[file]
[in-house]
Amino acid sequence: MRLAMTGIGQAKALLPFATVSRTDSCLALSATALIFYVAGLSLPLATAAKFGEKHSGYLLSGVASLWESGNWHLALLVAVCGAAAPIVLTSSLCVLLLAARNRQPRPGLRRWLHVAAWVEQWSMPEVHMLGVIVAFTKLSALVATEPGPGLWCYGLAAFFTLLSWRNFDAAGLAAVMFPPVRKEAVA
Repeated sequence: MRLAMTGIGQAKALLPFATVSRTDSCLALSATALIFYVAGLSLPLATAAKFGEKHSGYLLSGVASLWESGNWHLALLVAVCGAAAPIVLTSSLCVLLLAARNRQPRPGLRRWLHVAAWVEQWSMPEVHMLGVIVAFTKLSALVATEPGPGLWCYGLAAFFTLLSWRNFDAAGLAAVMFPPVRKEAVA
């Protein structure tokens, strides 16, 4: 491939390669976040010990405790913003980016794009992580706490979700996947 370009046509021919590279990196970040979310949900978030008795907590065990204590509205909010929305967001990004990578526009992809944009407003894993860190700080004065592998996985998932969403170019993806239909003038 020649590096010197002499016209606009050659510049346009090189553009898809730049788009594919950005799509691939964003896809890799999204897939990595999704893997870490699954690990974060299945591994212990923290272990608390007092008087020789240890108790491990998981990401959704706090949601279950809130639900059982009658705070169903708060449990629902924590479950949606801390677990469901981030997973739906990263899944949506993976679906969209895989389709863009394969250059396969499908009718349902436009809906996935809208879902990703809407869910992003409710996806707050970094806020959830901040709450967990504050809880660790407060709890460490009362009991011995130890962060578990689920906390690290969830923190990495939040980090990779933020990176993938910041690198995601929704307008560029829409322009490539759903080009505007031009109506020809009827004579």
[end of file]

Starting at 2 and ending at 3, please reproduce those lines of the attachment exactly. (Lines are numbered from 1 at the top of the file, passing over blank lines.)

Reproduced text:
Amino acid sequence: MRLAMTGIGQAKALLPFATVSRTDSCLALSATALIFYVAGLSLPLATAAKFGEKHSGYLLSGVASLWESGNWHLALLVAVCGAAAPIVLTSSLCVLLLAARNRQPRPGLRRWLHVAAWVEQWSMPEVHMLGVIVAFTKLSALVATEPGPGLWCYGLAAFFTLLSWRNFDAAGLAAVMFPPVRKEAVA
Repeated sequence: MRLAMTGIGQAKALLPFATVSRTDSCLALSATALIFYVAGLSLPLATAAKFGEKHSGYLLSGVASLWESGNWHLALLVAVCGAAAPIVLTSSLCVLLLAARNRQPRPGLRRWLHVAAWVEQWSMPEVHMLGVIVAFTKLSALVATEPGPGLWCYGLAAFFTLLSWRNFDAAGLAAVMFPPVRKEAVA